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Assessment of biomass and carbon stock in present land use

This module embraces the sequence of activities and procedures for assessing and estimating the carbon stock in both aboveground and belowground biomass (soil and biomass).It is broken down into stages for both pools. First,the assessment of the carbon stock in the current land-use pattern is carried out.Then,the generation of scenarios of potential land uses and their CSPs are formulated.It is assumed that the geographic area of concern (i.e.the watershed or administrative unit) has been identified and that its boundaries have been delineated in a topographic base map or corresponding cartographic materials,and that the method attempts to make full use of existing databases and analytical systems (e.g.FAO’s AEZ,AEZWIN,SOTER and SDB).

Assessment of carbon stock and sequestration in present land use

The details of the methodological steps are explained in terms of the two main pools or compartments: aboveground and belowground.

Figure 1 illustrates the procedures involved and the relationships between them. The component procedures in Figure 1 are generalized conceptually to some extent so that they can be used here as a schematic guide to methods. Thus, they allow for some flexibility in substitution and replacement according to available resources and technology. For example, the remote-sensing component in Figure 1 can be substituted or complemented by a reliable field sampling and the use of air-photographs. Similarly, the use of band ratio indices, i.e. Normalized Differential Vegetation Index (NDVI), is not necessary and sufficient for the estimation of biomass. They could be replaced by another index, e.g. Green Vegetation Index (GVI) or a mechanism such as regression equations for biomass estimation, developed in situ. In this sense, the charts attempt to illustrate the methodology and procedures and they should be taken with that degree of flexibility. They indicate activities and their possibilities, rather than dogmatically strict methodological paths.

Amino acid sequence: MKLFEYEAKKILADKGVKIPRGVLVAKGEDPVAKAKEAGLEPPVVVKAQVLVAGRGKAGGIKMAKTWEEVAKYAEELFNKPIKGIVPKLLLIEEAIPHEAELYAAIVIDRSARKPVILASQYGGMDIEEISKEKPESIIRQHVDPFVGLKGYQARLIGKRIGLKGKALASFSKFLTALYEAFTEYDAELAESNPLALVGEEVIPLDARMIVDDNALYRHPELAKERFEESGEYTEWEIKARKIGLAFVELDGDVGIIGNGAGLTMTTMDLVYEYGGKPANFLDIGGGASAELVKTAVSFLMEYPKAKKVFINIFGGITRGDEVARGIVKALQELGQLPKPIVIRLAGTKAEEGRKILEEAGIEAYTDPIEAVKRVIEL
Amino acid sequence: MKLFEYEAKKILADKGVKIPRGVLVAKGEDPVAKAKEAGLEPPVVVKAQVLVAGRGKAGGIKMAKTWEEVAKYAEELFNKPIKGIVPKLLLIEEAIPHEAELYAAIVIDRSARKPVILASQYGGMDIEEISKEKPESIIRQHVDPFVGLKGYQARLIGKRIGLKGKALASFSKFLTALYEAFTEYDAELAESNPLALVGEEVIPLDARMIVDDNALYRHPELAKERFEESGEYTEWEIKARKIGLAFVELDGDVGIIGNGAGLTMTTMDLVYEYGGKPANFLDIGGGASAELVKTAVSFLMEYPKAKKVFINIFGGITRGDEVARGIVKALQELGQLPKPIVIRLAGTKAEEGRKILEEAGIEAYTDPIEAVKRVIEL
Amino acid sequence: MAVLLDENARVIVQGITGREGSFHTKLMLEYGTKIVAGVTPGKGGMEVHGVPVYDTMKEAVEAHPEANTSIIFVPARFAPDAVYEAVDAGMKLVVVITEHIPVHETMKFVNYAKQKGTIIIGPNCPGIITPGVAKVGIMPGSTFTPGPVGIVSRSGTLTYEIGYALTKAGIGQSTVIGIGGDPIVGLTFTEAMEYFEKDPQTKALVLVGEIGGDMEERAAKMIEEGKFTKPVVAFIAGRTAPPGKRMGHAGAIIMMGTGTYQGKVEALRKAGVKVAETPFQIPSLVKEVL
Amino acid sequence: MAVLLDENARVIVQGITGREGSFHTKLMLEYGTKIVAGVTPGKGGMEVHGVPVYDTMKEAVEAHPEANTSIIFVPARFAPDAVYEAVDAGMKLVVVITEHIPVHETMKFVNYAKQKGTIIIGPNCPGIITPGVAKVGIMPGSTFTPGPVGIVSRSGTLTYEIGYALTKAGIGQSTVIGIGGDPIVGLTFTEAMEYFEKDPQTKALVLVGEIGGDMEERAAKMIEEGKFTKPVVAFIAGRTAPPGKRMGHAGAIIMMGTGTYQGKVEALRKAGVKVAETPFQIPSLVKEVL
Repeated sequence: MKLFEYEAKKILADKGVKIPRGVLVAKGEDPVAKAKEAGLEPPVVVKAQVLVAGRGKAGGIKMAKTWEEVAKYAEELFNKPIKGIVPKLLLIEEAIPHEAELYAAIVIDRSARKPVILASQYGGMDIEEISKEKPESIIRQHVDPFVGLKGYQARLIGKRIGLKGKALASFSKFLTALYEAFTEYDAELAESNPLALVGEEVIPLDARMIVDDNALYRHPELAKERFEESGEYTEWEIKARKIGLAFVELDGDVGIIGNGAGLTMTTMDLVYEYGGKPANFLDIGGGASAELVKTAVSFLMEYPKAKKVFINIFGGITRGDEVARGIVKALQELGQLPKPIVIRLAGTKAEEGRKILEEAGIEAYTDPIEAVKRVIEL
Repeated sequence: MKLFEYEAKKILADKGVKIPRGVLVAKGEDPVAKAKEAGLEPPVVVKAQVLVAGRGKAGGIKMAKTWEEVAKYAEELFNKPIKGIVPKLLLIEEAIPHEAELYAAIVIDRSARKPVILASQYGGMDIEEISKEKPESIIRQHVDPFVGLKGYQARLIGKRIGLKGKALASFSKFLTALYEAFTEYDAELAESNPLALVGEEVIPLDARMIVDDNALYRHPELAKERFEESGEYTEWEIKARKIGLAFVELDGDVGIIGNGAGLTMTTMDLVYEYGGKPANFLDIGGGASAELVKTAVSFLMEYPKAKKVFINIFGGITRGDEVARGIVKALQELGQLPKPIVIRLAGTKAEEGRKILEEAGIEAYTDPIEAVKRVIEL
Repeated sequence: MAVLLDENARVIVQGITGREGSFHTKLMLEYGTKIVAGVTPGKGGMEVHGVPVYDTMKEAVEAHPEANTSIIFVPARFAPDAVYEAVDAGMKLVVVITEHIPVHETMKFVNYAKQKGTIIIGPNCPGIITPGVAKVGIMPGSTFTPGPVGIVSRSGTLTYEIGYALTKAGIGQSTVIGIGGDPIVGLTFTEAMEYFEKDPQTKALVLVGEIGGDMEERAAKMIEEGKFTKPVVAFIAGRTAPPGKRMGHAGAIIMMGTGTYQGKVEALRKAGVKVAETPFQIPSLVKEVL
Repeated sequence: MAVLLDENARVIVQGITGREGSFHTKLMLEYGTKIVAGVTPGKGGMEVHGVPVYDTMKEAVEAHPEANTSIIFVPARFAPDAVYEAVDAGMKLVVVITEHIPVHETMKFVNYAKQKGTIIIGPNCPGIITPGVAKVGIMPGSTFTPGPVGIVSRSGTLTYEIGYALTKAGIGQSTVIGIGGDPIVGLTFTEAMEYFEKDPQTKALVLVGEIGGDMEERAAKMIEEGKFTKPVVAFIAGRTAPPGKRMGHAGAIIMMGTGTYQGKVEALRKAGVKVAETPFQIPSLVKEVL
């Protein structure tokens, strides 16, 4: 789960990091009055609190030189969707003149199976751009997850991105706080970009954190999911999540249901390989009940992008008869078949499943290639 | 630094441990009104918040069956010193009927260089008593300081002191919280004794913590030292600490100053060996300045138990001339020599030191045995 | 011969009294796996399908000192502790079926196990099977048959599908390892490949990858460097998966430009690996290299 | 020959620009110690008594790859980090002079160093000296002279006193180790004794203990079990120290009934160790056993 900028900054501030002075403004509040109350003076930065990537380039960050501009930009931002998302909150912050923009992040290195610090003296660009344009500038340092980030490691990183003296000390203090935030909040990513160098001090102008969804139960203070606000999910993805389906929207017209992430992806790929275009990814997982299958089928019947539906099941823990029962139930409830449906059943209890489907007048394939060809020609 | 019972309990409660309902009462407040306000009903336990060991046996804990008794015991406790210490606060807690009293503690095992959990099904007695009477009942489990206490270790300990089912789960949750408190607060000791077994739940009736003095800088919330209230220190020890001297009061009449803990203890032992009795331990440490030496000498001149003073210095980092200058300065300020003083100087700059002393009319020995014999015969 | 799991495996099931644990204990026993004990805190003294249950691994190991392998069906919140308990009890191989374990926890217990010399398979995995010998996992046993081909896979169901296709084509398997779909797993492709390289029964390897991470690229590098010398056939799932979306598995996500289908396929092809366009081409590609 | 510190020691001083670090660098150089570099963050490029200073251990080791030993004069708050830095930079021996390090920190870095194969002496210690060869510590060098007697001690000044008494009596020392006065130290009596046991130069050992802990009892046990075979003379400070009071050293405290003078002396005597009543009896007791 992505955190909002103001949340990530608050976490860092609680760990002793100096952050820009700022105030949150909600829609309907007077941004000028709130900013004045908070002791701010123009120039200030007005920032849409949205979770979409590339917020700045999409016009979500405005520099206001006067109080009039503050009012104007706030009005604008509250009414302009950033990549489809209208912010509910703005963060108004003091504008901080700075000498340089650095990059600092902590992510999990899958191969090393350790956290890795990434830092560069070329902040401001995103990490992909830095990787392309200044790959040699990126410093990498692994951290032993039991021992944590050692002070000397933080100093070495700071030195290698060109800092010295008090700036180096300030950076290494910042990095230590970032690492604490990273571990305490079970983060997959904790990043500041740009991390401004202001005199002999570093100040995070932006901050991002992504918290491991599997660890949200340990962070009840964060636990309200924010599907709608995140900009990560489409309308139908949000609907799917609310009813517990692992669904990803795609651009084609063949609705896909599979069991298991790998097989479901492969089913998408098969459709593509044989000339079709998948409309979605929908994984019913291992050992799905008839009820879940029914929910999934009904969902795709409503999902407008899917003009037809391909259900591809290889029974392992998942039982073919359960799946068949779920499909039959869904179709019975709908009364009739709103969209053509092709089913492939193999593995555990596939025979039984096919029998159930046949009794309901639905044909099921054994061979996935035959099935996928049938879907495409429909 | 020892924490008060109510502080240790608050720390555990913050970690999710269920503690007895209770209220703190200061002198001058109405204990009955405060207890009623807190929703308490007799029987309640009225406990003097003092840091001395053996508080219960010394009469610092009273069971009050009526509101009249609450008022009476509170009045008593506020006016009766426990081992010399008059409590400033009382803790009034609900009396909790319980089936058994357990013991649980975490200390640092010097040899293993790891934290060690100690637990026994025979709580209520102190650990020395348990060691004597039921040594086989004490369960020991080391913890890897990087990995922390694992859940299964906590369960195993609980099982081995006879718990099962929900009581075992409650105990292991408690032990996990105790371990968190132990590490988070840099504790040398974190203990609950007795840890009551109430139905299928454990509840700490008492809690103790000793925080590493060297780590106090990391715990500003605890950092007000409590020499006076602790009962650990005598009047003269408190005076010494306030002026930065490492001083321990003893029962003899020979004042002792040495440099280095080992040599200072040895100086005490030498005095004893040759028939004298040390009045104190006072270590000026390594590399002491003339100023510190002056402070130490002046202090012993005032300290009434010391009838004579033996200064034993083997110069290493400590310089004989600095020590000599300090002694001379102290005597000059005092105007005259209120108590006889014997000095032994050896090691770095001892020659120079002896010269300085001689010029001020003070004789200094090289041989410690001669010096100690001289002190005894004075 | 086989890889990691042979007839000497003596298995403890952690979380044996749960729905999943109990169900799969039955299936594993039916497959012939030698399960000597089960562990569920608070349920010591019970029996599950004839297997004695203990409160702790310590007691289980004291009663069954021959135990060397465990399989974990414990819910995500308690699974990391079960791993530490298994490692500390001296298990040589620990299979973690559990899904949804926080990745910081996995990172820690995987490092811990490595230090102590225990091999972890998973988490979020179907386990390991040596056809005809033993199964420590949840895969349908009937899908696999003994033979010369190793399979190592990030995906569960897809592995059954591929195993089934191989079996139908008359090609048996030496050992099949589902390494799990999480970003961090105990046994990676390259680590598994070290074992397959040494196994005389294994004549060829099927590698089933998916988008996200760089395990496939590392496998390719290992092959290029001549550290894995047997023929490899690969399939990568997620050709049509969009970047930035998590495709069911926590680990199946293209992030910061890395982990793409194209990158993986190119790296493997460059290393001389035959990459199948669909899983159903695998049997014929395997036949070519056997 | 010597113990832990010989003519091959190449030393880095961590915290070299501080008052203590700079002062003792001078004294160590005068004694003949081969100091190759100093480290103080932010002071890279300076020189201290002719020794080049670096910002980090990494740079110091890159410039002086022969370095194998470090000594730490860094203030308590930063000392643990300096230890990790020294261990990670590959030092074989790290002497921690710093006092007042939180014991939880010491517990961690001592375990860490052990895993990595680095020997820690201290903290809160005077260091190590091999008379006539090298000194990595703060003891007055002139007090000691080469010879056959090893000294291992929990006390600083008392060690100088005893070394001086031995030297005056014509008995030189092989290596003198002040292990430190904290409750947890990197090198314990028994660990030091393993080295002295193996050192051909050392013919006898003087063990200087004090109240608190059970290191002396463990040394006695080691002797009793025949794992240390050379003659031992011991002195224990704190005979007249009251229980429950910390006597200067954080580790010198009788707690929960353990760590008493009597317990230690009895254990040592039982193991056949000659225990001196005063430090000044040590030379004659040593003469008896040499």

FIGURE 1 - Assessment of carbon stock in present land use

Estimation of aboveground biomass

Detailed estimations of biomass of all land cover types are necessary for carbon accounting, although reliable estimations of biomass in the literature are few. Biomass and carbon content are generally high in tropical forests, reflecting their influence on the global carbon cycle. Tropical forests also have great potential for the mitigation of CO2 through appropriate conservation and management (FAO, 1997). The biomass assessment methods described here are not restricted to forests, agriculture or pastures. They assess the present biomass regardless of cover type. Thus, they may be applied to areas where trees are a dominant part of the landscape, including closed and open forests, savannahs, plantations, gardens, live fences, etc., as well as to agricultural and pasture systems, including all kinds of crop rotations, mixes of crops, trees and pastures. The biomass of all the components of the ecosystem should be considered: the live mass aboveground and belowground of trees, shrubs, palms, saplings, etc., as well as the herbaceous layer on the forest floor, including the inert fraction in debris and litter. The greatest fraction of the total aboveground biomass in an ecosystem is represented by these components and, generally speaking, their estimation does not present many logistic problems.

Biomass is defined here as the total amount of live organic matter and inert organic matter (IOM) aboveground and belowground expressed in tonnes of dry matter per unit area (individual plant, hectare, region or country). Typically, the terms of measurement are density of biomass expressed as mass per unit area, e.g. tonnes per hectare. The total biomass for a region or a country is obtained by upscaling or aggregation of the density of the biomass at the minimum area measured.